You’re a young business professional (or older) and you’re ready to take on the world. You’ve just started your own business, or you’re new in town and you’re ready to meet more professionals like yourself. You know you need connections. You know you need to network!
But, before you start introducing yourself to new people, here are some great networking tips that will help you look professional and leave a great first impression.
Create/Update Your Profile on LinkedIn
You should establish a great online presence before you start networking with others. And if you don’t have a LinkedIn profile, you should make one today. LinkedIn allows for other professionals to see what you’re all about: your education, your past experience, your professional network… etc. Also, business professionals might be inclined to google you after you’ve made a great impression, much like a potential employer would. Personally, I google people all the time. I even google myself.
The real question is: would you want a professional connection to see your LinkedIn profile first… or, your Facebook profile? I bet your answer is probably the former.
You can also find groups to connect with on LinkedIn. Before I graduated college, I found a local young professional network set up by alumni via LinkedIn. They updated their group daily. People posted questions about resumes and informational interviews. On top of that, they met Thursday mornings for coffee at different locations. I never went to these meetings, but if you’re looking for a great place to find a networking opportunity, LinkedIn might be your main social media networking hub.
Join an Organization
Need to find more networking opportunities? A great way to do that is by joining a local organization! There are a variety of organizations in Northfield for professionals and businesses, like Northfield Chamber of Commerce and their Northfield Young Professionals group.
You may also want to check out the newspaper or Patch.com for any new/potential networking events. We host events at SPUR Northfield almost all the time! Check out our events calendar for more opportunities coming up: http://spurnorthfield.com/calendar/
Have An Elevator Pitch Ready
An elevator pitch is a 30-second speech that introduces yourself. It should describe your field and your current position. If you don’t have a current position, it should describe your target position, a job you want. Every elevator pitch should be short and sweet, a general introduction. Once you have one in mind, write it down and practice it. It’s a great way to start conversation with someone you’re meeting for the first time.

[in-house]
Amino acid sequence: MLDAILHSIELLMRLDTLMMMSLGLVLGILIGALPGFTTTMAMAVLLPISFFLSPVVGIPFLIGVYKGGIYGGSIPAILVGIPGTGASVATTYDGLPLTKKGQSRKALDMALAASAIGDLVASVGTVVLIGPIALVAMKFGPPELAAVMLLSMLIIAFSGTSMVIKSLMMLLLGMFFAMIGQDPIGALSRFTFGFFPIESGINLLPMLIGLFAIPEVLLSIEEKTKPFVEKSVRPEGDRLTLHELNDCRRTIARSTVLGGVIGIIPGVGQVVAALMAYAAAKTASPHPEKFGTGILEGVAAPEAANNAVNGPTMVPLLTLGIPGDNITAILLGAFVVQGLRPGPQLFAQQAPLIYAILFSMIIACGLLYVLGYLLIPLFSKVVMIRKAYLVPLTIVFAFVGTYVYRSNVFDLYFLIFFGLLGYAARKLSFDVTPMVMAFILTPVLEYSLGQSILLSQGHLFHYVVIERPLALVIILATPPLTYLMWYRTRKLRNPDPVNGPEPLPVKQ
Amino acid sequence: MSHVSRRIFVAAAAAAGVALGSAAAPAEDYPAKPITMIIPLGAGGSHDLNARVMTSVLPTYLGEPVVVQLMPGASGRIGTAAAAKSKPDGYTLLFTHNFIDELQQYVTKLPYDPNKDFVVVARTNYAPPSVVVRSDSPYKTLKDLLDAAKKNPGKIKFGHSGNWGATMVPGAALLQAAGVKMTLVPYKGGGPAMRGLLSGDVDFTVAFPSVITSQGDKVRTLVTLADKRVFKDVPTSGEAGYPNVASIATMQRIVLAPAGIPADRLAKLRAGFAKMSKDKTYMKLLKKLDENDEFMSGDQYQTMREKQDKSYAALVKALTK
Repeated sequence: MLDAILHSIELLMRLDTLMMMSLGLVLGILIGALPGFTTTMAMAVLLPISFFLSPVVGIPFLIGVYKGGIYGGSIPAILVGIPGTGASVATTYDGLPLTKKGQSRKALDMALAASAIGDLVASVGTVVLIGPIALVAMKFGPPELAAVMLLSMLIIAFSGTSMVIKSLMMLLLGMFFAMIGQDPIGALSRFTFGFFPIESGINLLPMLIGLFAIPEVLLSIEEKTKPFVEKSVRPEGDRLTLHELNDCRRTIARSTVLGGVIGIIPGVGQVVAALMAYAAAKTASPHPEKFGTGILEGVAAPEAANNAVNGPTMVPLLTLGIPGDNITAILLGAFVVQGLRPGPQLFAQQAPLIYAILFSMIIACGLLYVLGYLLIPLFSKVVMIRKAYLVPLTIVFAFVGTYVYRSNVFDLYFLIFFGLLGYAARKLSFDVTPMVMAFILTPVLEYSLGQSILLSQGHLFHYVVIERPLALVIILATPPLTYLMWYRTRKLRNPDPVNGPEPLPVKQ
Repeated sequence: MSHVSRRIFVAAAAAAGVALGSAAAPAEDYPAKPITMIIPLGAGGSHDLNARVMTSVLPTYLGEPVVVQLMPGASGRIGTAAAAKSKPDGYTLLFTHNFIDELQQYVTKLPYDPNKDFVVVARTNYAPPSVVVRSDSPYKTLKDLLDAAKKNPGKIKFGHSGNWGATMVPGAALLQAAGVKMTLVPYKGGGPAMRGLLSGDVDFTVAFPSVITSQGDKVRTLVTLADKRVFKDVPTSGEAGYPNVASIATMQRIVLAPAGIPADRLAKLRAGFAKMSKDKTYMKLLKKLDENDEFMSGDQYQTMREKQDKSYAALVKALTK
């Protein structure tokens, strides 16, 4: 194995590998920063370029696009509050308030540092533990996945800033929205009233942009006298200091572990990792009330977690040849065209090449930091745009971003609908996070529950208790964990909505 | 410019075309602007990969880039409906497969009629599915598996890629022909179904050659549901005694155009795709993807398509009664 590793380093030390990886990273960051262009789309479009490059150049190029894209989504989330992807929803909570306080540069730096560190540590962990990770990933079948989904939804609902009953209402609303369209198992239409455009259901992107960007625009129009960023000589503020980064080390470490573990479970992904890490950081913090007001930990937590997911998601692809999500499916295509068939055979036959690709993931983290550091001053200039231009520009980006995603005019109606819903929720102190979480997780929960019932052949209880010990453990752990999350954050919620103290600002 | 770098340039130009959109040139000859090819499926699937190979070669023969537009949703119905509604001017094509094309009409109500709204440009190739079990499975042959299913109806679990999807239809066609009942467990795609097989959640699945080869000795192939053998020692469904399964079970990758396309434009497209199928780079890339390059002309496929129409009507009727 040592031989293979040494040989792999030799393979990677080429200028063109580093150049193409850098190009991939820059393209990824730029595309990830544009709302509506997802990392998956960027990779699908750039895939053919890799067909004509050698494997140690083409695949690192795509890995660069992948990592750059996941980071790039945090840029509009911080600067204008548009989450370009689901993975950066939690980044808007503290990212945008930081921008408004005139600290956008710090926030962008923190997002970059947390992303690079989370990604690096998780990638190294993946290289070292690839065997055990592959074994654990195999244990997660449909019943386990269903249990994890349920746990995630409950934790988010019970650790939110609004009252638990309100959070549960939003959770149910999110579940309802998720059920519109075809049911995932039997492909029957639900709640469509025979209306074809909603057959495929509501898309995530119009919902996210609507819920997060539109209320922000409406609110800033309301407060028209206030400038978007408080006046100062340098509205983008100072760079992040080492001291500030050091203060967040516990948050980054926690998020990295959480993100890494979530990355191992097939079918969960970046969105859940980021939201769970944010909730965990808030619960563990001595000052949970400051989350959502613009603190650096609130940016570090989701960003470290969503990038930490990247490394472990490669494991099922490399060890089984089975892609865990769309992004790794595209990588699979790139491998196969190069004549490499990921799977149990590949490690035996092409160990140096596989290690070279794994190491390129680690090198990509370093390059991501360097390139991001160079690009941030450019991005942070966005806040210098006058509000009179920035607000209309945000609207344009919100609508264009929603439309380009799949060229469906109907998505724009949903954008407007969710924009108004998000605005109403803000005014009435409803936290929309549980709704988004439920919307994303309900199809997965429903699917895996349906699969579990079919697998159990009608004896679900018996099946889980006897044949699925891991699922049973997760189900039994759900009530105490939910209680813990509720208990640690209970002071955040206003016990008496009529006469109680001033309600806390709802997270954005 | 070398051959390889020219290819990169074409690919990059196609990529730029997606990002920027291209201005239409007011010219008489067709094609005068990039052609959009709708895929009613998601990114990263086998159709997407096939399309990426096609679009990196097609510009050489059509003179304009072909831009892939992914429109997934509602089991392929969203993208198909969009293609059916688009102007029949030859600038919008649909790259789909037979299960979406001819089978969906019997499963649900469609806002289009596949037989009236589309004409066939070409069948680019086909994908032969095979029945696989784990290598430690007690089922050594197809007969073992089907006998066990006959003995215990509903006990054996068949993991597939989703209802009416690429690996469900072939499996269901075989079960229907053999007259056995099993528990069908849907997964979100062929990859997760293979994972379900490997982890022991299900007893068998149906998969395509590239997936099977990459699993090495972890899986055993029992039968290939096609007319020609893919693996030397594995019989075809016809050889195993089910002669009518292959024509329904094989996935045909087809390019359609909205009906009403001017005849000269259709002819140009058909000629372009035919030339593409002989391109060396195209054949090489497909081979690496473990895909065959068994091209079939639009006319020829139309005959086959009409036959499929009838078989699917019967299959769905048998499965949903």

For more on creating the perfect elevator speech, visit our other blog post: http://spurnorthfield.com/5-steps-to-creating-a-great-elevator-pitch/
Have Business Cards Ready
It never hurts to have a couple of business cards with you wherever you go. There have been too many times I’ve had a chance encounter with another professional in my industry, and I never gave them my business card, mainly because I never bothered to carry any with me. Big bummer. Having a business card on your person really helps, especially when you want to establish a connection or continue a conversation. Shuffling in your purse or pocket for a pen to write down information on a napkin… doesn’t look good. Business cards are an essential part of networking.
Don’t Speak Poorly of Others
Remember the old adage: if you don’t have something nice to say, don’t say it at all? If you have something bad to say about another business or person within your industry, DON’T start by telling Joe, whom you’ve just met. Speaking negatively about others leaves a bad impression, a very bad impression. When a person starts badmouthing somebody at a networking event, I immediately feel uncomfortable. I want to leave the conversation. Please don’t make it awkward for others by delivering a slew negative statements right off the bat. Also, you can never know who they know. You could be talking about one of their close colleagues, or a highly esteemed mentor! Whoops.
If someone starts speaking ill of others to you, don’t participate or agree. You have no idea who they’ll speak with next about their personal issue. If you verbally agree with their complaints or negative comments, they may be inclined to say to another professional, “Well, so-and-so agrees with me!” Now you’re in a bad place. So, how do you leave the conversation without offending this person? Sympathize with them. Say you’re sorry they had a poor experience or bad first impression. Then, do your best to politely move on.
Blog post written by Michaela Morgan, SPUR Northfield Project Coordinator.